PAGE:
Turkey's state-run news declares Erdogan presidential victor (+ video)

Turkey's Prime Minister Recep Tayyip Erdogan is set to win the country's first ever direct presidential election in the first round, state-run Anadolu news agency said Sunday.

By , Associated Press , Associated Press

Prime Minister Recep Tayyip Erdogan was set to triumph in Sunday's presidential elections and extend his domination of Turkey, despite warnings by opponents that the country is moving towards a one-man autocracy.

An unofficial vote count indicates Turkey's Prime Minister Recep Tayyip Erdogan is set to win the country's first ever direct presidential election in the first round, cementing his position as Turkey's all-powerful leader, the state-run Anadolu news agency said Sunday.

When nearly 52 percent of ballot boxes were counted Erdogan had the support of 55.68 percent of Turks, according to the count by Anadolu. His main rival, Ekmeleddin Ihsanoglu, had 35.79 percent and the third candidate, Selahattin Demirtas, had 8.41 percent.

The Anadolu agency has employees stationed at every ballot station, who send the results to its headquarters in Ankara. Turkey's electoral commission is not expected to announce any official results until Monday.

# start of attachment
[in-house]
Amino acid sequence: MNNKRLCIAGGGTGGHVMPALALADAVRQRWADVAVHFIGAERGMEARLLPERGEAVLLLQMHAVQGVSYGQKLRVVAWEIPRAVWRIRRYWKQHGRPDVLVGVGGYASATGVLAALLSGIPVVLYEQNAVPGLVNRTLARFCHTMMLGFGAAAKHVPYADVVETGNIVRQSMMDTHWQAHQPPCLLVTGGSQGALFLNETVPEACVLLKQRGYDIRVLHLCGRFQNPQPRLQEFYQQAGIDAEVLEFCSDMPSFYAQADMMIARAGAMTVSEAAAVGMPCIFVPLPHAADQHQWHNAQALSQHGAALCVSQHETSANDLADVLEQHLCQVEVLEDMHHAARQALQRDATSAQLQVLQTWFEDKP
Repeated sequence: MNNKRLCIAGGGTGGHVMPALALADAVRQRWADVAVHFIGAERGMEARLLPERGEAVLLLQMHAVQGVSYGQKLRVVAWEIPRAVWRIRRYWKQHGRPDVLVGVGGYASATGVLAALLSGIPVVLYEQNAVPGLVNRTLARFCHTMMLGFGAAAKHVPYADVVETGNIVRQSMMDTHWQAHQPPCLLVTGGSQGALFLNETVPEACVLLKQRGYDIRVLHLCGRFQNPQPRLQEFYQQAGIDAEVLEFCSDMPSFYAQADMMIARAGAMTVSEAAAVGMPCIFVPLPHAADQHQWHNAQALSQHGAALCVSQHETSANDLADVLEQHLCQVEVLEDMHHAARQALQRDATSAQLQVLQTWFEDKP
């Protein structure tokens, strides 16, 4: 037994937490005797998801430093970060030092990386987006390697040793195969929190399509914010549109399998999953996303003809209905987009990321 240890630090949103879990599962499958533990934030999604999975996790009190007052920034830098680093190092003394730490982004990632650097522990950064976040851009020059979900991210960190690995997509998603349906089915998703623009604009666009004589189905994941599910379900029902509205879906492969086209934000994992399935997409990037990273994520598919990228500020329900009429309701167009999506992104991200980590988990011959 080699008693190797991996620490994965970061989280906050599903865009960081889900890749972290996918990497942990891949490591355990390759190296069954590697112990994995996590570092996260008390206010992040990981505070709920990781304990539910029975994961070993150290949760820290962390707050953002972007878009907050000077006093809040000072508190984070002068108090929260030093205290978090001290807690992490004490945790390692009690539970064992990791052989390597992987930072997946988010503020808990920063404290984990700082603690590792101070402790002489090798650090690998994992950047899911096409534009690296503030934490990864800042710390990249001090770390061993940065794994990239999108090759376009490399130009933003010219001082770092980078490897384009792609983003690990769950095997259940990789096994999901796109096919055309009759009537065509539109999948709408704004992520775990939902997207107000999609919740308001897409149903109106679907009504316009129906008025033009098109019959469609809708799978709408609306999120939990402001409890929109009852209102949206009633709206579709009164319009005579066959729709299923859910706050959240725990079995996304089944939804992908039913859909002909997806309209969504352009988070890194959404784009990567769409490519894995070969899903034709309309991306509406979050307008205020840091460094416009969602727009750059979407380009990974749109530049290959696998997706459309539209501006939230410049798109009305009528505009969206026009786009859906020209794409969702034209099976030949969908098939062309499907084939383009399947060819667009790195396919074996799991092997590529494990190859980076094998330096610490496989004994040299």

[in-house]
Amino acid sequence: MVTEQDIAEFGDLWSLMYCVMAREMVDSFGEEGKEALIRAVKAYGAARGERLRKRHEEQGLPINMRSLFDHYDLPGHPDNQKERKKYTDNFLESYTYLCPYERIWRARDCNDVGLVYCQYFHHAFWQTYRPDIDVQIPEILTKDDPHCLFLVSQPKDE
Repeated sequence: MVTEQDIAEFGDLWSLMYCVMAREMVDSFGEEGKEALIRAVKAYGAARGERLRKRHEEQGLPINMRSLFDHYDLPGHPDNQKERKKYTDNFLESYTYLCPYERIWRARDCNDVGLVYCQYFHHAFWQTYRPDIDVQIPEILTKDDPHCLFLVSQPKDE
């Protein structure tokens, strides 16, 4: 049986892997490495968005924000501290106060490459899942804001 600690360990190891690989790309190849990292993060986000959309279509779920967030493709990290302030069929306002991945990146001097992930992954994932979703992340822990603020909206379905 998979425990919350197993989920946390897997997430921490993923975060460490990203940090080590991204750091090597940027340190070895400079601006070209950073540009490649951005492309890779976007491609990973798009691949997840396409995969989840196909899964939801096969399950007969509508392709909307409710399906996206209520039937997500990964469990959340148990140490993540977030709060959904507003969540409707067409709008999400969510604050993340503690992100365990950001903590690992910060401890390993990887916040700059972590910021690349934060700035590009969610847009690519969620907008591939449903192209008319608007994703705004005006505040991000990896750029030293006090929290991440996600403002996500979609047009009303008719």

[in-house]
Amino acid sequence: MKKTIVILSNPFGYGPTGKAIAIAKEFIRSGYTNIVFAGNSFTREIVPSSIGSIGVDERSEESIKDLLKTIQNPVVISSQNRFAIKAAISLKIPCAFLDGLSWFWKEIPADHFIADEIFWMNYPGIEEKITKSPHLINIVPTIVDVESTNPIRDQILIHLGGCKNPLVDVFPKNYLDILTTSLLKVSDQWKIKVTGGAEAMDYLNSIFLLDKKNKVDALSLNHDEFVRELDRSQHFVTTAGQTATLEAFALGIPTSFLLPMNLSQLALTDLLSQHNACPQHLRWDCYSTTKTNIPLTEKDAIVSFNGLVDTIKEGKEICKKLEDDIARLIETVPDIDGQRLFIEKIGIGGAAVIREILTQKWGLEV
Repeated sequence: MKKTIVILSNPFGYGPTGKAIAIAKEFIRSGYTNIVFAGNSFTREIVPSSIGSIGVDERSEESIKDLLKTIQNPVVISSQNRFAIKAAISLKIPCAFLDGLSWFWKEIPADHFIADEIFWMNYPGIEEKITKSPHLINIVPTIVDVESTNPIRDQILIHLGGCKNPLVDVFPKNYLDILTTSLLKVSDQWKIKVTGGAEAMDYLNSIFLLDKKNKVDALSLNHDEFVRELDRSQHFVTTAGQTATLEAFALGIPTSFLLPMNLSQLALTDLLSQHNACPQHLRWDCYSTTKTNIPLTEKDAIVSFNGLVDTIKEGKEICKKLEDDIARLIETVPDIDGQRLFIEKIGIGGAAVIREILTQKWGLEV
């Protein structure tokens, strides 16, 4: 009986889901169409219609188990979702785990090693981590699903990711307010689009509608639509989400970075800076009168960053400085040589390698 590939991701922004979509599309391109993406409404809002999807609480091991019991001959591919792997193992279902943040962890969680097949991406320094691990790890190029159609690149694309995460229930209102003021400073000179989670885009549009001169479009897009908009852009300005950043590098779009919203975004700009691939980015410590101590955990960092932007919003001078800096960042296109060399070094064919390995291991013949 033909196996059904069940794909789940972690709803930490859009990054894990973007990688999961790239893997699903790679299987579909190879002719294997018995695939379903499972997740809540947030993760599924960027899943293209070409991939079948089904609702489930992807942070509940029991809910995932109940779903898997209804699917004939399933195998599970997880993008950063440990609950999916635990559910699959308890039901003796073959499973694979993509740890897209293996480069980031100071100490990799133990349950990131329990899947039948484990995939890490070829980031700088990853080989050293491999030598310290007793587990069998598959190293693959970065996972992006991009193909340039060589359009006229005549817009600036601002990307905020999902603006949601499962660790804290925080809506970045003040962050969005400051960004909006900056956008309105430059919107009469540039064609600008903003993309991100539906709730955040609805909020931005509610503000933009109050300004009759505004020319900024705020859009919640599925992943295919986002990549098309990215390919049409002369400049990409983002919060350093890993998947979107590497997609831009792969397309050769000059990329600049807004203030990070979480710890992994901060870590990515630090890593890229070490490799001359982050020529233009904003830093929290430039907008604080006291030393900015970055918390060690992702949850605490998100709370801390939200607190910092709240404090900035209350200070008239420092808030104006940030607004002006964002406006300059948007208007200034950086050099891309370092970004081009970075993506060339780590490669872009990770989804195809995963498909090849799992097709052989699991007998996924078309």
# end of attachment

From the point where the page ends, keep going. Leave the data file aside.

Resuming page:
Recommended: Think you know Turkey? Take our country quiz.

Now in his third term as prime minister at the head of the Islamic-rooted Justice and Development Party, or AKP, Erdogan has been a polarizing figure.

He is fervently supported by many as a man of the people who has led Turkey through a period of economic prosperity. His critics, however, view him as an increasingly autocratic leader bent on concentrating power and imposing his religious and conservative views on a country founded on strong secular traditions.

Erdogan could use a presidential victory to endow the largely ceremonial position with a slew of new executive powers, Monitor correspondent Alexander Christie-Miller reported Saturday.

While he has insisted in recent days that he will not overstep the limits of the currently ceremonial office, his opponents fear he will run the country much as has in the past, with a loyal placeholder prime minister. He has also made clear that he wishes to reform the post, granting it US-style executive power.

But Ceren Kenar, a columnist for the pro-government Turkiye Daily, believes the lack of formal powers Erdogan will have as president could ultimately undermine his grip. Previous Turkish prime ministers Suleyman Demirel and Turgut Ozal were both weakened after making a similar transition, she notes. 

Erdogan's efforts to empower the office through constitutional changes may be blocked by the requirement of a two-thirds vote.

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